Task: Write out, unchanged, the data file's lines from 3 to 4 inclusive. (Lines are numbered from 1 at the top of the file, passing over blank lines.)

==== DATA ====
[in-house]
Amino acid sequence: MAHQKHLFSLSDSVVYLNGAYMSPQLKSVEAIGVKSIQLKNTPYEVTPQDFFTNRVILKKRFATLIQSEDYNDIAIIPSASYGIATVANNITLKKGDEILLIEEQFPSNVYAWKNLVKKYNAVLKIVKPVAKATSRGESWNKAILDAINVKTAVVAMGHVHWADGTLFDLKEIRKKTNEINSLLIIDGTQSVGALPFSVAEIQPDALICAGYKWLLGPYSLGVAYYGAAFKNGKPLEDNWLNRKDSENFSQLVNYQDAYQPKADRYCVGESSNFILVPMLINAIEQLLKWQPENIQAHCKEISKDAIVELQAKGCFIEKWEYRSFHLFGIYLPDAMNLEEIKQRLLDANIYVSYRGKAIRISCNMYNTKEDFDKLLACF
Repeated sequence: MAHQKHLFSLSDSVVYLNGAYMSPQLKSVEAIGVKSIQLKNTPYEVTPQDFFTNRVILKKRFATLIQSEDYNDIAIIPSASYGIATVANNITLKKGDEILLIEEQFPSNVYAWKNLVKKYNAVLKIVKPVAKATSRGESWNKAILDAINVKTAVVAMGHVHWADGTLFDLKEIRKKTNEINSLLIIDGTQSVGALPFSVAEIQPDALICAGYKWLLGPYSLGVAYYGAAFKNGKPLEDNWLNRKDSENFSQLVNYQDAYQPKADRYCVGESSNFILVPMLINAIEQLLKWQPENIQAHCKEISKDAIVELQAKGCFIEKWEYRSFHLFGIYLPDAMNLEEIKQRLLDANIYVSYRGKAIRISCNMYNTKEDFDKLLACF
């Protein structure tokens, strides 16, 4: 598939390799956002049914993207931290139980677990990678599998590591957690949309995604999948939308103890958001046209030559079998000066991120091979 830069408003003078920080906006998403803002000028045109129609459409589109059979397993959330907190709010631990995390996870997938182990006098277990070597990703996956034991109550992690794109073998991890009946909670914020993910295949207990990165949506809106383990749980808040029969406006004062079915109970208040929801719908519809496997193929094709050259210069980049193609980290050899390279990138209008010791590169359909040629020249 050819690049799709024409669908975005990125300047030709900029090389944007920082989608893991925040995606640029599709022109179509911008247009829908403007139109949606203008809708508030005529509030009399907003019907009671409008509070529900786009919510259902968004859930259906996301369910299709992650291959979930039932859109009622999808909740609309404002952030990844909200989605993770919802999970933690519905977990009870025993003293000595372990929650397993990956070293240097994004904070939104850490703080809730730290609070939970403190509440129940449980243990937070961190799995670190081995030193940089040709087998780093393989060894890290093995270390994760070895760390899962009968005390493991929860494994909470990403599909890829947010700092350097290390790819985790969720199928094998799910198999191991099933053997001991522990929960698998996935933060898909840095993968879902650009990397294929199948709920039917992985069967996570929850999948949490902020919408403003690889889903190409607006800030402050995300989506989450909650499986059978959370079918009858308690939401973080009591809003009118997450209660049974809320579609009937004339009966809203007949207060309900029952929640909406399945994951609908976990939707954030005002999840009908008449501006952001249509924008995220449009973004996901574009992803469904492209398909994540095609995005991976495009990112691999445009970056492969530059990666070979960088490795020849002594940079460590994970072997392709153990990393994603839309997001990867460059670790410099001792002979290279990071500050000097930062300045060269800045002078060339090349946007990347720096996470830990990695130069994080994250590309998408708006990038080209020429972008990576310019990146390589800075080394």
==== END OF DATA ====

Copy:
Repeated sequence: MAHQKHLFSLSDSVVYLNGAYMSPQLKSVEAIGVKSIQLKNTPYEVTPQDFFTNRVILKKRFATLIQSEDYNDIAIIPSASYGIATVANNITLKKGDEILLIEEQFPSNVYAWKNLVKKYNAVLKIVKPVAKATSRGESWNKAILDAINVKTAVVAMGHVHWADGTLFDLKEIRKKTNEINSLLIIDGTQSVGALPFSVAEIQPDALICAGYKWLLGPYSLGVAYYGAAFKNGKPLEDNWLNRKDSENFSQLVNYQDAYQPKADRYCVGESSNFILVPMLINAIEQLLKWQPENIQAHCKEISKDAIVELQAKGCFIEKWEYRSFHLFGIYLPDAMNLEEIKQRLLDANIYVSYRGKAIRISCNMYNTKEDFDKLLACF
């Protein structure tokens, strides 16, 4: 598939390799956002049914993207931290139980677990990678599998590591957690949309995604999948939308103890958001046209030559079998000066991120091979 830069408003003078920080906006998403803002000028045109129609459409589109059979397993959330907190709010631990995390996870997938182990006098277990070597990703996956034991109550992690794109073998991890009946909670914020993910295949207990990165949506809106383990749980808040029969406006004062079915109970208040929801719908519809496997193929094709050259210069980049193609980290050899390279990138209008010791590169359909040629020249 050819690049799709024409669908975005990125300047030709900029090389944007920082989608893991925040995606640029599709022109179509911008247009829908403007139109949606203008809708508030005529509030009399907003019907009671409008509070529900786009919510259902968004859930259906996301369910299709992650291959979930039932859109009622999808909740609309404002952030990844909200989605993770919802999970933690519905977990009870025993003293000595372990929650397993990956070293240097994004904070939104850490703080809730730290609070939970403190509440129940449980243990937070961190799995670190081995030193940089040709087998780093393989060894890290093995270390994760070895760390899962009968005390493991929860494994909470990403599909890829947010700092350097290390790819985790969720199928094998799910198999191991099933053997001991522990929960698998996935933060898909840095993968879902650009990397294929199948709920039917992985069967996570929850999948949490902020919408403003690889889903190409607006800030402050995300989506989450909650499986059978959370079918009858308690939401973080009591809003009118997450209660049974809320579609009937004339009966809203007949207060309900029952929640909406399945994951609908976990939707954030005002999840009908008449501006952001249509924008995220449009973004996901574009992803469904492209398909994540095609995005991976495009990112691999445009970056492969530059990666070979960088490795020849002594940079460590994970072997392709153990990393994603839309997001990867460059670790410099001792002979290279990071500050000097930062300045060269800045002078060339090349946007990347720096996470830990990695130069994080994250590309998408708006990038080209020429972008990576310019990146390589800075080394």